DNS / Featured Blogs

The TPP and the DNS

On November 5, 2015 the Office of the U.S. Trade Representative (USTR) released the official text of the Trans-Pacific Partnership (TPP). That text consists of 30 separate Chapters totaling more than 2,000 pages, and is accompanied by four additional Annexes and dozens of Related Instruments. Only those who negotiated it are likely to have a detailed understanding of all its provisions, and even that probably overstates reality. more»

The Incredible Value of Passive DNS Data

If a scholar was to look back upon the history of the Internet in 50 years' time, they'd likely be able to construct an evolutionary timeline based upon threats and countermeasures relatively easily. Having transitioned through the ages of malware, phishing, and APT's, and the countermeasures of firewalls, anti-spam, and intrusion detection, I'm guessing those future historians would refer to the current evolutionary period as that of "mega breaches" (from a threat perspective) and "data feeds". more»

Internet Society's New Policy Brief Series Provides Concise Information On Critical Internet Issues

Have you ever wanted to quickly find out information on key Internet policy issues from an Internet Society perspective? Have you wished you could more easily understand topics such as net neutrality or Internet privacy? This year, the Internet Society has taken on a number of initiatives to help fill a need identified by our community to make Internet Governance easier to understand and to have more information available that can be used to inform policymakers and other stakeholders about key Internet issues. more»

Steering Website Traffic with Managed DNS vs. IP Anycast

I recently read an interesting post on LinkedIn Engineering's blog entitled "TCP over IP Anycast -- Pipe dream or Reality?" The authors describe a project to optimize the performance of www.linkedin.com. The web site is served from multiple web server instances located in LinkedIn's POPs all over the world. Previously LinkedIn used DNS geomapping exclusively to route its users to the best web server instance, but the post describes how they tried using BGP routing instead. more»

NANOG 65 Report

NANOG 65 was once again your typical NANOG meeting: a set of operators, vendors, researchers and others for 3 days, this time in Montreal in October. Here's my impressions of the meeting... The opening keynote was from Jack Waters from Level 3, which looked back over the past 25 years of the Internet, was interesting to me in its reference to the "Kingsbury Letter". more»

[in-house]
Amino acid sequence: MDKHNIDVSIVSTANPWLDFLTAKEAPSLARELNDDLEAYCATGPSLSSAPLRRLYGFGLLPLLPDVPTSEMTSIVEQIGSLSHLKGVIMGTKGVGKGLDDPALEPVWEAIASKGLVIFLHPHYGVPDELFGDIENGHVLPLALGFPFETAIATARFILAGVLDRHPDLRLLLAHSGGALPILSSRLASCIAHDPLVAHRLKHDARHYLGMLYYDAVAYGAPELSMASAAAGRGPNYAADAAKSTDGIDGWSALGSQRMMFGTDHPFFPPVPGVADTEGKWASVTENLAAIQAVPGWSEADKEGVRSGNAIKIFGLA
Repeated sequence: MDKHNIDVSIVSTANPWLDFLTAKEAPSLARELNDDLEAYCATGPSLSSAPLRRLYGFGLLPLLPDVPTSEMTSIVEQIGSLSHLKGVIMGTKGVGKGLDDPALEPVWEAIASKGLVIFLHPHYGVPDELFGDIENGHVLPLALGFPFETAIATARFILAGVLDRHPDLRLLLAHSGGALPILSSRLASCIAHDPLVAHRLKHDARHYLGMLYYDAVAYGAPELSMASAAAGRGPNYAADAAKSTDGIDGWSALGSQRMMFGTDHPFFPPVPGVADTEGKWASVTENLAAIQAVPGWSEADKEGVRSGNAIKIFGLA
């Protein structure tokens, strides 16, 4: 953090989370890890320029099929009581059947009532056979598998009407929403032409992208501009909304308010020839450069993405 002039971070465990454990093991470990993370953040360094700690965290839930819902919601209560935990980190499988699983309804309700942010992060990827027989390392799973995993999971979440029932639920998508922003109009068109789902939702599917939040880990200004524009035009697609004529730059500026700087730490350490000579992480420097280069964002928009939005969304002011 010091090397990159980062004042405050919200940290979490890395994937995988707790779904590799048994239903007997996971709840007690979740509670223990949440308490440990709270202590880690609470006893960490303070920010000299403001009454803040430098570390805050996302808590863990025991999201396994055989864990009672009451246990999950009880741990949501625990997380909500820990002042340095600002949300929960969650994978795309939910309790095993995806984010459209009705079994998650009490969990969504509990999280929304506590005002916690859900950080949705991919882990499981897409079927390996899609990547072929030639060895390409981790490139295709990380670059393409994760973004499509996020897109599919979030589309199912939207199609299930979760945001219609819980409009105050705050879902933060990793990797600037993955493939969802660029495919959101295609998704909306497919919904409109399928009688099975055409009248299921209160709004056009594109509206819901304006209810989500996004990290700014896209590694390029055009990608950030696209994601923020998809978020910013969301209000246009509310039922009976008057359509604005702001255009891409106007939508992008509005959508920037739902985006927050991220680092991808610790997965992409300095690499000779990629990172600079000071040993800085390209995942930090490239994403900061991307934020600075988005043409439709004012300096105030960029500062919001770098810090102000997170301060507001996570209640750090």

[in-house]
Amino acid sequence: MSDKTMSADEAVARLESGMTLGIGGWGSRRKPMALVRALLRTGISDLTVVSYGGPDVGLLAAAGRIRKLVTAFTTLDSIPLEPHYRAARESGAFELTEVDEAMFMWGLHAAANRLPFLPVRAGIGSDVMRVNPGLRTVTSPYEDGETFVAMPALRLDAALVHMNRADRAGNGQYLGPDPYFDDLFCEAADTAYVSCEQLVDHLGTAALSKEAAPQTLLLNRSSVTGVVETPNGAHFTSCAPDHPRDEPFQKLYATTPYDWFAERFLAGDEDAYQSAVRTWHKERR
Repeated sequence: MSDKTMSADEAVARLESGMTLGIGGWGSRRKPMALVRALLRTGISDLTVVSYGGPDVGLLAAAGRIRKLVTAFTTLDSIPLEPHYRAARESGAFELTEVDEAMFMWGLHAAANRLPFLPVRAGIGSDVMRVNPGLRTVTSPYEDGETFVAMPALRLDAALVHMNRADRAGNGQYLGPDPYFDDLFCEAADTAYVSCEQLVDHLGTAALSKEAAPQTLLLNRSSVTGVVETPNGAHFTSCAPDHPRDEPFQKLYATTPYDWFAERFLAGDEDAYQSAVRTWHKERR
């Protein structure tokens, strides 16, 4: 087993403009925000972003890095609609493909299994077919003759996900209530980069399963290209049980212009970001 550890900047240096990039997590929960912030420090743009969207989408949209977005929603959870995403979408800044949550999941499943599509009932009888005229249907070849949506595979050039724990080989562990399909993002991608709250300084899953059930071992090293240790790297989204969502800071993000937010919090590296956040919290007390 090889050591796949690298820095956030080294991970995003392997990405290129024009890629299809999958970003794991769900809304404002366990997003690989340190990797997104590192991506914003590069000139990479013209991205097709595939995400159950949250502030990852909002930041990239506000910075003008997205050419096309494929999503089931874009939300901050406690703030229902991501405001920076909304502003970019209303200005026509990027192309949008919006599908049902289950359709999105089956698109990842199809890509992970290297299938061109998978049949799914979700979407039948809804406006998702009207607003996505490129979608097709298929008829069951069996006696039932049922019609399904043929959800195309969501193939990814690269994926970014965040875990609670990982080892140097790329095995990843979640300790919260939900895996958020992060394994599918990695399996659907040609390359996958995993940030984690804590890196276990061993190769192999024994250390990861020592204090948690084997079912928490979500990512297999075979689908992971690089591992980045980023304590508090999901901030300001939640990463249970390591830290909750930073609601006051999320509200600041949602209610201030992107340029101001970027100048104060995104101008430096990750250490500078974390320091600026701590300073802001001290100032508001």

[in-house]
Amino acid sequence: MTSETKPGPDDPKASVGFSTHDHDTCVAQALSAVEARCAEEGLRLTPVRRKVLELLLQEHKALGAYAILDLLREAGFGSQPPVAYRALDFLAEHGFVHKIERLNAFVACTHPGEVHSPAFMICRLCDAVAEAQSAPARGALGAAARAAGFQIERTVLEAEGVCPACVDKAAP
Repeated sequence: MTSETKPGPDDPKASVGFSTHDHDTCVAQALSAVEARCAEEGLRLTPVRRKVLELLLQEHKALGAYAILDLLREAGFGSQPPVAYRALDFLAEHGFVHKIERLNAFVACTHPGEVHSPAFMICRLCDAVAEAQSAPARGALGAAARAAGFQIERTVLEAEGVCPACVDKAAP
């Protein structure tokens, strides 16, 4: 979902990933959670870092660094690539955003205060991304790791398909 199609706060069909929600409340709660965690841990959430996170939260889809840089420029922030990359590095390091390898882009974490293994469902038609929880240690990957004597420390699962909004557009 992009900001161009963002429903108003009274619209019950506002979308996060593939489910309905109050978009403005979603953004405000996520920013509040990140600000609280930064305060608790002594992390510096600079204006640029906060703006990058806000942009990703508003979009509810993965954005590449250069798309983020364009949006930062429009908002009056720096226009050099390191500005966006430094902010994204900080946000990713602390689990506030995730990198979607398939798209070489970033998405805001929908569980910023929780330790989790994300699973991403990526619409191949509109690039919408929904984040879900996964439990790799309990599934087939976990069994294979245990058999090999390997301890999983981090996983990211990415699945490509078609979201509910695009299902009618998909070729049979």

Thoughts on the Open Internet - Part 5: Security

Any form of public communications network necessarily exposes some information about the identity and activity of the user's of its services. The extent to which such exposure of information can be subverted and used in ways that are in stark opposition to the users' individual interests forms part of the motivation on the part of many users to reduce such open exposure to an absolute minimum. The tensions between a desire to protect the user through increasing the level of opacity of network transactions to third party surveillance, and the need to expose some level of basic information to support the functions of a network lies at the heart of many of the security issues in today's Internet. more»

Thoughts on the Open Internet - Part 4: Locality and Interdependence

The Internet was not originally designed as a single network that serviced much of the world's digital communications requirements. Its design was sufficiently flexible that it could be used in many contexts, including that of small network domains that were not connected to any other domain, through to large diverse systems with many tens of thousands of individual network elements. If that is indeed the case, then why is it that when networks wish to isolate themselves from the Internet, or when a natural calamity effectively isolates a network, the result is that the isolated network is often non-functional. more»

Thoughts on the Open Internet - Part 3: Local Filtering and Blocking

The public policy objectives in the area of content filtering and blocking space are intended to fulfil certain public policy objectives by preventing users within a country from accessing certain online content. The motives for such public policies vary from a desire to uphold societal values through to concessions made to copyright holders to deter the circulation of unauthorised redistribution of content. more»

The Growth of DNS-OARC Highlights Great Strides in DNS Research

This past weekend several of my Dyn colleagues and I attended the DNS-OARC annual meeting and fall workshop in Montreal. "OARC" in the organization's title stands for "Operations, Analysis and Research Center". DNS-OARC was founded by the Internet Systems Consortium (best known as the maintainers of the BIND DNS software) in 2004 to address a gap in the DNS community. Engineers working to extend the DNS protocol itself have always had a home in the Internet Engineering Task Force (IETF), but there was no corresponding community for those who operated DNS infrastructure and did research using data gleaned from DNS operations. more»

Watch Live Oct 1 - Dyn's Techtoberfest: Internet Trends, Security, Net Neutrality and More

On Thursday, Oct 1, 2015, from 9:30am-4:30pm US EDT (UTC-4), Dyn will be holding their "TechToberFest" event in Manchester, NH, and also streaming the video live for anyone interested. There are a great set of speakers and a solid agenda. As I wrote on the Internet Society blog, I'll be part of the security panel from 3-4pm US EDT... and we who are on the panel are excited to participate just for the conversation that we are going to have! It should be fun! more»